Analysis: Investors turning to reinsurance for juiced returns
By Myles Neligan and Ben Berkowitz
(Reuters) - Investors globally, from hedge funds to retirement systems, are looking to an obscure corner of the insurance industry to boost returns and avoid some of the swings that have plagued stock and bond markets in recent years.
Their attention is focused on the reinsurance sector, which covers insurance companies looking to unload risk, attracted by its market-beating returns and low exposure to faltering economic growth in the United States and Europe.
Big-name hedge fund managers like Dan Loeb, Steve Cohen and John Paulson are putting money directly into the market by setting up reinsurance companies just in the last six or so months, taking on risks with their own capital in a bid to juice their returns.
More conservative investors like pension funds are fueling booming demand for specialized notes called "catastrophe bonds," which offer an income in return for agreeing to pay some of an insurer's claims if a hurricane or earthquake strikes. No less an investor than PGGM, the Dutch administrator with $154 billion in assets under management, is moving into the sector.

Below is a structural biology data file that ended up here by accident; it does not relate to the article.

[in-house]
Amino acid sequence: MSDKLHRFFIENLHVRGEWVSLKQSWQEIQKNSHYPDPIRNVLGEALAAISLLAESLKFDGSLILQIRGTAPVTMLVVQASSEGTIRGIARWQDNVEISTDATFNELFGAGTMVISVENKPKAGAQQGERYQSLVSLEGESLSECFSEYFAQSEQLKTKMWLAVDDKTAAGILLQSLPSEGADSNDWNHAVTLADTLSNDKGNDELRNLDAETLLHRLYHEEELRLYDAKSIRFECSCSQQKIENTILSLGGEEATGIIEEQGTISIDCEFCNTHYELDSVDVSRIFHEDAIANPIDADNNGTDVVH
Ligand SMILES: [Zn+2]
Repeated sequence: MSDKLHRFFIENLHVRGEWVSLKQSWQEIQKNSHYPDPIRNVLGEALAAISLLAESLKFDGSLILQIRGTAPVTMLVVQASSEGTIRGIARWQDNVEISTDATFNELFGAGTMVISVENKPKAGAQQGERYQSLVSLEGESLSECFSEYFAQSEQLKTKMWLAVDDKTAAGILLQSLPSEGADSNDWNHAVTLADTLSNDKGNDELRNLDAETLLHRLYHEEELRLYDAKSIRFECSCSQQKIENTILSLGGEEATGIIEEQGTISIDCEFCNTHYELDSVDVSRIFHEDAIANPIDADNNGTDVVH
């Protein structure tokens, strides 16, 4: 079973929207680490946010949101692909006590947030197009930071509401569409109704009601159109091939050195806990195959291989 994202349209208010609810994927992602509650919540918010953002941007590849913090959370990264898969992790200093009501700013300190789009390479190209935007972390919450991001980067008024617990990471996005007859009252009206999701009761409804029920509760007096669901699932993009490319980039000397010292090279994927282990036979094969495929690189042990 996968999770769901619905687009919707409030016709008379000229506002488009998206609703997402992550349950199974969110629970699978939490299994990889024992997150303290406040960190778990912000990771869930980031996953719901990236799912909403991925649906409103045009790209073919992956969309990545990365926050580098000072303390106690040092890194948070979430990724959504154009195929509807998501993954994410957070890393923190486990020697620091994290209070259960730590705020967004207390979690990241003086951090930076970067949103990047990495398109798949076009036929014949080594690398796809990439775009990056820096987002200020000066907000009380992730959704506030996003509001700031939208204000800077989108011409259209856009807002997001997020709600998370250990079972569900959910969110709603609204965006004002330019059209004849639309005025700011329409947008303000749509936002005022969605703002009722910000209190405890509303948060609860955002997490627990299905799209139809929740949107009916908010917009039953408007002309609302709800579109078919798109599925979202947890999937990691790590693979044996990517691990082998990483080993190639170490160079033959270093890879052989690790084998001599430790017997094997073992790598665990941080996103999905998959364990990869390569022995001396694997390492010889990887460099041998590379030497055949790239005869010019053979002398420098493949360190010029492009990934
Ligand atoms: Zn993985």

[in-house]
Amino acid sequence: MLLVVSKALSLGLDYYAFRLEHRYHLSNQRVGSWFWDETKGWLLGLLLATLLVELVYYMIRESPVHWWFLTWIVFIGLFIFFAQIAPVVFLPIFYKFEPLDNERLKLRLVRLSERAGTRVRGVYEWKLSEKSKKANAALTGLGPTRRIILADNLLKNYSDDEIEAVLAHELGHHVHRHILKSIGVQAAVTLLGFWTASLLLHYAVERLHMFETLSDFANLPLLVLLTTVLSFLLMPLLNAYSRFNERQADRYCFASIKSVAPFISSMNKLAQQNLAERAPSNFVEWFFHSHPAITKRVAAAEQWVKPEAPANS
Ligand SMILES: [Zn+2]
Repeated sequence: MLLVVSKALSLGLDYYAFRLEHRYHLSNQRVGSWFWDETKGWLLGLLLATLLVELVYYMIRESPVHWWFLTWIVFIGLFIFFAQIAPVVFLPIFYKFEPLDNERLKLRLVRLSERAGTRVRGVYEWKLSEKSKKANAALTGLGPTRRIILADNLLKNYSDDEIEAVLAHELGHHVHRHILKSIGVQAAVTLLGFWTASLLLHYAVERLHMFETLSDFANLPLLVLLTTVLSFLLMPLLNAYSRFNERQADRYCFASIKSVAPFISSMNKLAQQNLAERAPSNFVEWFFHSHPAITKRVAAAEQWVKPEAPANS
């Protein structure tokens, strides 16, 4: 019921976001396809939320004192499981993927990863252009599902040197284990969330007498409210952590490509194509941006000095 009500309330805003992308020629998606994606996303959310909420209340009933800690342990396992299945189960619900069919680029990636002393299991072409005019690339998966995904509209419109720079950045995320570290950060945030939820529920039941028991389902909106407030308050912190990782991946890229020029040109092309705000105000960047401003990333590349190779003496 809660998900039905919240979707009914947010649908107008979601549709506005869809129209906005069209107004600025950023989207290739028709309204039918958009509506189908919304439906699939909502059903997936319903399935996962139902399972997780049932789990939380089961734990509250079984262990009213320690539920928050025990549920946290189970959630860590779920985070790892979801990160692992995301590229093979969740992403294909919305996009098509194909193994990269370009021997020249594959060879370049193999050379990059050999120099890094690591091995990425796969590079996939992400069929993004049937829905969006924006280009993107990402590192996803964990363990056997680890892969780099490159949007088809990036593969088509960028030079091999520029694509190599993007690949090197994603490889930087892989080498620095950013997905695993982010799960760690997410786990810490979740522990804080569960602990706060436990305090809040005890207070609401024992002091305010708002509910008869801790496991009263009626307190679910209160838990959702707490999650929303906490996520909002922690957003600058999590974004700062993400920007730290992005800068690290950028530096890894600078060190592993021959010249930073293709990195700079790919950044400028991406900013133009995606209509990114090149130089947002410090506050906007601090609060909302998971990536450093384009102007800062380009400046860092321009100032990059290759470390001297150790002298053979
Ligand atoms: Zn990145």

Hedge funds have been starting up reinsurance companies for years, but the recent moves by high-profile managers suggest a fresh influx could be on the way.
"You're going to see a lot more funds enter into this space, it's going to be ones with large amounts of capital. This is just a good place to invest money," said Andrew Schneider, chief executive of consultancy Global Hedge Fund Advisors.
RIDING A WAVE
Investors hope to benefit from rises of up to 100 percent in catastrophe reinsurance prices after disasters including Japan's Tohoku earthquake inflicted a $116 billion loss on insurers in 2011, the industry's second-worst catastrophe year on record. Continued...